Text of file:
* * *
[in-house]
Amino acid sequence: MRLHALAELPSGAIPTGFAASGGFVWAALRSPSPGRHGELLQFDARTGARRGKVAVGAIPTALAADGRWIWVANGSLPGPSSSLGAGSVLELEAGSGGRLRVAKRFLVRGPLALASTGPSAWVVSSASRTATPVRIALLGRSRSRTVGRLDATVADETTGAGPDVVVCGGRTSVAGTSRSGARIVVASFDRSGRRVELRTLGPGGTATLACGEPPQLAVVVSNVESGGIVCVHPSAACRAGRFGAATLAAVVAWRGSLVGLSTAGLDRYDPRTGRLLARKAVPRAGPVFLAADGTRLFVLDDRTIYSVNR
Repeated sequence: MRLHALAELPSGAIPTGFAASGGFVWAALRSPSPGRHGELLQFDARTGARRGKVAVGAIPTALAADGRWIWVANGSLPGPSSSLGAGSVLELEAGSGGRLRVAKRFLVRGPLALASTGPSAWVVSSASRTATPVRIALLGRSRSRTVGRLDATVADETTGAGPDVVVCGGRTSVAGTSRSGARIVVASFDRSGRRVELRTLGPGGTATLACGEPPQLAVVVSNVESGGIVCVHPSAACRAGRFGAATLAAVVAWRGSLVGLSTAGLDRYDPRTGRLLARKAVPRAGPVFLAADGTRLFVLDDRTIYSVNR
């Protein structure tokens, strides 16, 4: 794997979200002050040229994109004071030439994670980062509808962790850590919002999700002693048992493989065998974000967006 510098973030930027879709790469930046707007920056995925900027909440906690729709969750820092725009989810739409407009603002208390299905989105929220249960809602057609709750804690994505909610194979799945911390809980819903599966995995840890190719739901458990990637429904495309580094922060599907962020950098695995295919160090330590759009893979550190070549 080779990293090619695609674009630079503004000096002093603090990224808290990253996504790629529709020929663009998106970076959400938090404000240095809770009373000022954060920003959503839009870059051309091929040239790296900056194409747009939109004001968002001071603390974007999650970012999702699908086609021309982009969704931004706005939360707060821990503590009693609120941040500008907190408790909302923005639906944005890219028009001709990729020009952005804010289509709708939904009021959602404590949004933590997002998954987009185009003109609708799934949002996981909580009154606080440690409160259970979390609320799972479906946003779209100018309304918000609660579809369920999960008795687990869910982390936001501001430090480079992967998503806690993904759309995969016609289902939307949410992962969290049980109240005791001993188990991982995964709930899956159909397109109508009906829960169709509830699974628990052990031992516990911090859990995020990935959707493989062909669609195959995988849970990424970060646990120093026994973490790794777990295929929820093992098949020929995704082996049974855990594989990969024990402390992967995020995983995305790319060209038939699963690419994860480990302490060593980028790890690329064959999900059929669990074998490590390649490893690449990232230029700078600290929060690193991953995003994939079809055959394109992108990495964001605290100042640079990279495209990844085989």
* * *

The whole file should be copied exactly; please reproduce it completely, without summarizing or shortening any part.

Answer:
[in-house]
Amino acid sequence: MRLHALAELPSGAIPTGFAASGGFVWAALRSPSPGRHGELLQFDARTGARRGKVAVGAIPTALAADGRWIWVANGSLPGPSSSLGAGSVLELEAGSGGRLRVAKRFLVRGPLALASTGPSAWVVSSASRTATPVRIALLGRSRSRTVGRLDATVADETTGAGPDVVVCGGRTSVAGTSRSGARIVVASFDRSGRRVELRTLGPGGTATLACGEPPQLAVVVSNVESGGIVCVHPSAACRAGRFGAATLAAVVAWRGSLVGLSTAGLDRYDPRTGRLLARKAVPRAGPVFLAADGTRLFVLDDRTIYSVNR
Repeated sequence: MRLHALAELPSGAIPTGFAASGGFVWAALRSPSPGRHGELLQFDARTGARRGKVAVGAIPTALAADGRWIWVANGSLPGPSSSLGAGSVLELEAGSGGRLRVAKRFLVRGPLALASTGPSAWVVSSASRTATPVRIALLGRSRSRTVGRLDATVADETTGAGPDVVVCGGRTSVAGTSRSGARIVVASFDRSGRRVELRTLGPGGTATLACGEPPQLAVVVSNVESGGIVCVHPSAACRAGRFGAATLAAVVAWRGSLVGLSTAGLDRYDPRTGRLLARKAVPRAGPVFLAADGTRLFVLDDRTIYSVNR
């Protein structure tokens, strides 16, 4: 794997979200002050040229994109004071030439994670980062509808962790850590919002999700002693048992493989065998974000967006 510098973030930027879709790469930046707007920056995925900027909440906690729709969750820092725009989810739409407009603002208390299905989105929220249960809602057609709750804690994505909610194979799945911390809980819903599966995995840890190719739901458990990637429904495309580094922060599907962020950098695995295919160090330590759009893979550190070549 080779990293090619695609674009630079503004000096002093603090990224808290990253996504790629529709020929663009998106970076959400938090404000240095809770009373000022954060920003959503839009870059051309091929040239790296900056194409747009939109004001968002001071603390974007999650970012999702699908086609021309982009969704931004706005939360707060821990503590009693609120941040500008907190408790909302923005639906944005890219028009001709990729020009952005804010289509709708939904009021959602404590949004933590997002998954987009185009003109609708799934949002996981909580009154606080440690409160259970979390609320799972479906946003779209100018309304918000609660579809369920999960008795687990869910982390936001501001430090480079992967998503806690993904759309995969016609289902939307949410992962969290049980109240005791001993188990991982995964709930899956159909397109109508009906829960169709509830699974628990052990031992516990911090859990995020990935959707493989062909669609195959995988849970990424970060646990120093026994973490790794777990295929929820093992098949020929995704082996049974855990594989990969024990402390992967995020995983995305790319060209038939699963690419994860480990302490060593980028790890690329064959999900059929669990074998490590390649490893690449990232230029700078600290929060690193991953995003994939079809055959394109992108990495964001605290100042640079990279495209990844085989």